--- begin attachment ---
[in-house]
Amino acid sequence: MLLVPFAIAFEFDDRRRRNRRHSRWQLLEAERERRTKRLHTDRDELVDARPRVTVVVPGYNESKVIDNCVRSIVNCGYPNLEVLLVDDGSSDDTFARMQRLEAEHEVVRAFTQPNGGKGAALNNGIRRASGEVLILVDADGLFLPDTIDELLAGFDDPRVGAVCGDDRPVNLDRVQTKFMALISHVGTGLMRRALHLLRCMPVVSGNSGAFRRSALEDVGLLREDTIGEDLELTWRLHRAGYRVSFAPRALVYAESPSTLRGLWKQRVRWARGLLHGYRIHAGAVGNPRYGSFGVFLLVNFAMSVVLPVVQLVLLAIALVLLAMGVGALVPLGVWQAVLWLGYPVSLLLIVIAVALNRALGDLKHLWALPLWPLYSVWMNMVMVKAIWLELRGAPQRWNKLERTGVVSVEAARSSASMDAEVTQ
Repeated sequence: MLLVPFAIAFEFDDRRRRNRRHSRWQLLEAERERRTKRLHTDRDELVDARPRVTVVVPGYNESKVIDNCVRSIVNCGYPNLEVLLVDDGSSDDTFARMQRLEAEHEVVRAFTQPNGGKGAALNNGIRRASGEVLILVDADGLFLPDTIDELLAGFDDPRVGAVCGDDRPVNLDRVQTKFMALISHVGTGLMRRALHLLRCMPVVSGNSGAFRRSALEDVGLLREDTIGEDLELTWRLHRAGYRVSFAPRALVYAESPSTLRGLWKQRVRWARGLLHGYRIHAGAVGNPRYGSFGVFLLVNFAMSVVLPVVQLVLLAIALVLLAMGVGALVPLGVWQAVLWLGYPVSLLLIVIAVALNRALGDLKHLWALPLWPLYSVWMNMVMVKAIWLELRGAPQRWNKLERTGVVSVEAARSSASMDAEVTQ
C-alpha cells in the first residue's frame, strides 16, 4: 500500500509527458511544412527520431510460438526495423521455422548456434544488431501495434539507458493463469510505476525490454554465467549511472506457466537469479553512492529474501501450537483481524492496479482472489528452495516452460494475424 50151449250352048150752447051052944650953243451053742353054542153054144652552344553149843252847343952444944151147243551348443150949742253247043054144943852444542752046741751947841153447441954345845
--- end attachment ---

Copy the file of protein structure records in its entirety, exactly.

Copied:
[in-house]
Amino acid sequence: MLLVPFAIAFEFDDRRRRNRRHSRWQLLEAERERRTKRLHTDRDELVDARPRVTVVVPGYNESKVIDNCVRSIVNCGYPNLEVLLVDDGSSDDTFARMQRLEAEHEVVRAFTQPNGGKGAALNNGIRRASGEVLILVDADGLFLPDTIDELLAGFDDPRVGAVCGDDRPVNLDRVQTKFMALISHVGTGLMRRALHLLRCMPVVSGNSGAFRRSALEDVGLLREDTIGEDLELTWRLHRAGYRVSFAPRALVYAESPSTLRGLWKQRVRWARGLLHGYRIHAGAVGNPRYGSFGVFLLVNFAMSVVLPVVQLVLLAIALVLLAMGVGALVPLGVWQAVLWLGYPVSLLLIVIAVALNRALGDLKHLWALPLWPLYSVWMNMVMVKAIWLELRGAPQRWNKLERTGVVSVEAARSSASMDAEVTQ
Repeated sequence: MLLVPFAIAFEFDDRRRRNRRHSRWQLLEAERERRTKRLHTDRDELVDARPRVTVVVPGYNESKVIDNCVRSIVNCGYPNLEVLLVDDGSSDDTFARMQRLEAEHEVVRAFTQPNGGKGAALNNGIRRASGEVLILVDADGLFLPDTIDELLAGFDDPRVGAVCGDDRPVNLDRVQTKFMALISHVGTGLMRRALHLLRCMPVVSGNSGAFRRSALEDVGLLREDTIGEDLELTWRLHRAGYRVSFAPRALVYAESPSTLRGLWKQRVRWARGLLHGYRIHAGAVGNPRYGSFGVFLLVNFAMSVVLPVVQLVLLAIALVLLAMGVGALVPLGVWQAVLWLGYPVSLLLIVIAVALNRALGDLKHLWALPLWPLYSVWMNMVMVKAIWLELRGAPQRWNKLERTGVVSVEAARSSASMDAEVTQ
C-alpha cells in the first residue's frame, strides 16, 4: 500500500509527458511544412527520431510460438526495423521455422548456434544488431501495434539507458493463469510505476525490454554465467549511472506457466537469479553512492529474501501450537483481524492496479482472489528452495516452460494475424 50151449250352048150752447051052944650953243451053742353054542153054144652552344553149843252847343952444944151147243551348443150949742253247043054144943852444542752046741751947841153447441954345845